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Monday, June 27, 2022

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Minding Measles

Outbreaks of measles are not a thing of the past. With recent outbreaks of this very contagious virus, like the one at Disney Land which affected more than 70 people, many parents are on edge about their kids and measles. Dr. Dale Bergamo, M.D., director of Pediatric Infectious Diseases at St. Joseph’s Children’s Hospital took some time to talk to us about the measles and to answer every parents burning question: how do we stop the measles and what is the likelihood that our children will catch it?

Q: What exactly is the measles and what causes them?

A: It is a respiratory disease caused by a virus, a virus that IS still around. It is highly contagious.

Q: What are symptoms of the measles?

A: Symptoms of measles primarily are fever, cough, conjunctivitis, cold like symptoms, and a rash that develops on the head and spreads out through the trunk and out to the extremities over a 3-4 day period and the whole disease lasts for about a week. It looks much different from chicken pox. Chicken pox are a vesicular rash or a blister like rash, the measles rash is more of a red macular rash. After the rash resolves, patients tend to have a brown discoloration and then they actually have a fine peeling afterwards.

Q: How do vaccinations prevent the measles?

A: As with any vaccine you develop immunity. It is a live viral vaccine– so you are actually given a weakened form of measles and you develop immunity to it. Probably better than 95 percent or more develop immunity from the vaccine, after two doses which are recommended now. Therefore, you have preexisting antibodies when you are exposed, so you usually do not become sick. It is 95 percent or better for protection.

Q: How is measles treated?

A; There is no specific treatment for it, basically you just have to get through the disease on your own. There are underdeveloped countries in some areas where they use Vitamin A to help with the symptoms in bigger doses, but there is no specific antiviral or other treatment for it. We need to focus primarily on prevention and use of vaccines.

Q: Are kids who haven’t had the vaccine protected if all of their peers have had the vaccine? For example, if I don’t vaccinate my child, shouldn’t I not have to worry since everyone else is vaccinated? 

A: That’s what they [parents] are counting on, but unfortunately when you look at the Disney Land outbreak and other outbreaks, the majority of those individuals are people who were not immunized– very few were immunized, some of them had one dose versus two, but if you are not immunized and you become exposed to measles you pretty much have a 100 percent chance that you are going to catch it. It is VERY contagious.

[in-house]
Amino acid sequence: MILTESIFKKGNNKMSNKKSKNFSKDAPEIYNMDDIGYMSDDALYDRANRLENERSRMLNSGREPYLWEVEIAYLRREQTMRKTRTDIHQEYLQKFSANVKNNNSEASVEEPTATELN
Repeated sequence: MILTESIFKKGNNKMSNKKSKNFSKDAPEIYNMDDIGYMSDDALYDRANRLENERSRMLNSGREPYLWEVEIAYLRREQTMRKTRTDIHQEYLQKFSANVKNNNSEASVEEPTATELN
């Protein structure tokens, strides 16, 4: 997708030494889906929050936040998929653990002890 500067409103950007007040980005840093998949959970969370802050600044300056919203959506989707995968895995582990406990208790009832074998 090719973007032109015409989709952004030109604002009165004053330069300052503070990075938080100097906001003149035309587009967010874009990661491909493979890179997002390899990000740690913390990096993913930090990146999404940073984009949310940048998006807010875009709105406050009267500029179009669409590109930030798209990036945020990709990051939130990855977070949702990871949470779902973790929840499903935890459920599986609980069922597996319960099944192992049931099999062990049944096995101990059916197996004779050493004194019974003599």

The vaccine is very effective.When it came out in the 1960’s there was a decrease in instances of measles by 99 plus percent in this country. Measles was one of the viruses that was scheduled for eradication. Small pox was eradicated , polio was scheduled for eradication in this century, and measles-since it is a human only disease- could be eradicated too if we vaccinated everyone like we did with small pox.

The problem is, individuals who choose not to be vaccinated due to false scientific reasons (because there is no real association with autism or other issues), or have other reasons why they don’t want to be vaccinated- those individuals are giving a foot hold to these viruses in the human population.

Q: Can measles lead to any complications in kids, especially young kids?

A: Yes, there can be complications. Encephalitis was reported in pre-vaccine era in about one in 1000 patients, so there were severe cases of acute encephalitis. There are also cases known as SSPE or Subacute sclerosing panencephalitis, which is a neurodegenerative disease that occurs several years after measles, which there is no cure for. There are also complications like pneumonia, hemorrhagic measles, croup– there are several complications to the disease but the most significant ones are encephalitis.

Q: How many cases of measles does St. Joseph’s Children’s Hospital typically see in a year?

A: Really none. The disease is really going to be spread within pockets of non-immunized individuals. Its within those populations that give them a foothold and it spreads, but I haven’t seen any cases of the measles here.

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